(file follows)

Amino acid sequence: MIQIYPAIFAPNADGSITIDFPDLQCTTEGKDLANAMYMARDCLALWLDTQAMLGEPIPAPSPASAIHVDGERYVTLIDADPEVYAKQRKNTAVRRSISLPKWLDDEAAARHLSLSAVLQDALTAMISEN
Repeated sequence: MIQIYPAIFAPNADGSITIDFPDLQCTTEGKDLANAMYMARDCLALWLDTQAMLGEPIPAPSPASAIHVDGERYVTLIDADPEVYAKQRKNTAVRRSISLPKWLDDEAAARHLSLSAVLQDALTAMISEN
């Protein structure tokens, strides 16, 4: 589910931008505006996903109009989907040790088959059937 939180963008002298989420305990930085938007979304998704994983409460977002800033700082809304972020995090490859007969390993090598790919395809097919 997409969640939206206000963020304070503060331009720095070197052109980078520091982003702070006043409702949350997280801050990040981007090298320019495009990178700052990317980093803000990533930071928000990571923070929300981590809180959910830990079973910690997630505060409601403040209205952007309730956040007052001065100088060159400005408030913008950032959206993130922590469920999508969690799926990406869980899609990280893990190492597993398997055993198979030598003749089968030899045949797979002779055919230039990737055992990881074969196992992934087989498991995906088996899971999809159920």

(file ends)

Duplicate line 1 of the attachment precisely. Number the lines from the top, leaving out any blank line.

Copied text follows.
Amino acid sequence: MIQIYPAIFAPNADGSITIDFPDLQCTTEGKDLANAMYMARDCLALWLDTQAMLGEPIPAPSPASAIHVDGERYVTLIDADPEVYAKQRKNTAVRRSISLPKWLDDEAAARHLSLSAVLQDALTAMISEN